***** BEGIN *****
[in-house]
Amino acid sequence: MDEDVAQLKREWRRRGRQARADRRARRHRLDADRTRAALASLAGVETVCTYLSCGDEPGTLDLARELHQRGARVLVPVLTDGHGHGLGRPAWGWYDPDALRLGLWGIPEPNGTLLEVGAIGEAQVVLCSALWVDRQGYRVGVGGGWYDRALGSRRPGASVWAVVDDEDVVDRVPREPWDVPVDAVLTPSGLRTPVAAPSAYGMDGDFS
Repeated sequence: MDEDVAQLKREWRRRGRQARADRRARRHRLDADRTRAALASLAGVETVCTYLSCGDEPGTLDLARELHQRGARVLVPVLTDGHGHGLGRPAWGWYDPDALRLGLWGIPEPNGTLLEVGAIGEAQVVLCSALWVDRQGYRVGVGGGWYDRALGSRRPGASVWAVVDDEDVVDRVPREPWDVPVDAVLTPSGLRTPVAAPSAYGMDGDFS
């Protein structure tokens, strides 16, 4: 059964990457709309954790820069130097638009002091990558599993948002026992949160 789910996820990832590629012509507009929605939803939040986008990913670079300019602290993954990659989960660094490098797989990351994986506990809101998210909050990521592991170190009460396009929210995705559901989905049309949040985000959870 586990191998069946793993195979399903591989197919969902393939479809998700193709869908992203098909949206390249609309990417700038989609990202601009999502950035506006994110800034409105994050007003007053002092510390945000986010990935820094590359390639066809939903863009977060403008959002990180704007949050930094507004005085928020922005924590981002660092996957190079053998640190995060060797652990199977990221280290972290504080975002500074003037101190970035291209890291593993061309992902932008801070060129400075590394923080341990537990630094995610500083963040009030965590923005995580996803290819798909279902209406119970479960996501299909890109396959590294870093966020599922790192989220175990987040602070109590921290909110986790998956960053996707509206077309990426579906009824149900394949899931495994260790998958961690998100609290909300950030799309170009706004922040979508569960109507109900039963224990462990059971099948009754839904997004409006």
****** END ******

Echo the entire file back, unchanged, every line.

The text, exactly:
[in-house]
Amino acid sequence: MDEDVAQLKREWRRRGRQARADRRARRHRLDADRTRAALASLAGVETVCTYLSCGDEPGTLDLARELHQRGARVLVPVLTDGHGHGLGRPAWGWYDPDALRLGLWGIPEPNGTLLEVGAIGEAQVVLCSALWVDRQGYRVGVGGGWYDRALGSRRPGASVWAVVDDEDVVDRVPREPWDVPVDAVLTPSGLRTPVAAPSAYGMDGDFS
Repeated sequence: MDEDVAQLKREWRRRGRQARADRRARRHRLDADRTRAALASLAGVETVCTYLSCGDEPGTLDLARELHQRGARVLVPVLTDGHGHGLGRPAWGWYDPDALRLGLWGIPEPNGTLLEVGAIGEAQVVLCSALWVDRQGYRVGVGGGWYDRALGSRRPGASVWAVVDDEDVVDRVPREPWDVPVDAVLTPSGLRTPVAAPSAYGMDGDFS
């Protein structure tokens, strides 16, 4: 059964990457709309954790820069130097638009002091990558599993948002026992949160 789910996820990832590629012509507009929605939803939040986008990913670079300019602290993954990659989960660094490098797989990351994986506990809101998210909050990521592991170190009460396009929210995705559901989905049309949040985000959870 586990191998069946793993195979399903591989197919969902393939479809998700193709869908992203098909949206390249609309990417700038989609990202601009999502950035506006994110800034409105994050007003007053002092510390945000986010990935820094590359390639066809939903863009977060403008959002990180704007949050930094507004005085928020922005924590981002660092996957190079053998640190995060060797652990199977990221280290972290504080975002500074003037101190970035291209890291593993061309992902932008801070060129400075590394923080341990537990630094995610500083963040009030965590923005995580996803290819798909279902209406119970479960996501299909890109396959590294870093966020599922790192989220175990987040602070109590921290909110986790998956960053996707509206077309990426579906009824149900394949899931495994260790998958961690998100609290909300950030799309170009706004922040979508569960109507109900039963224990462990059971099948009754839904997004409006």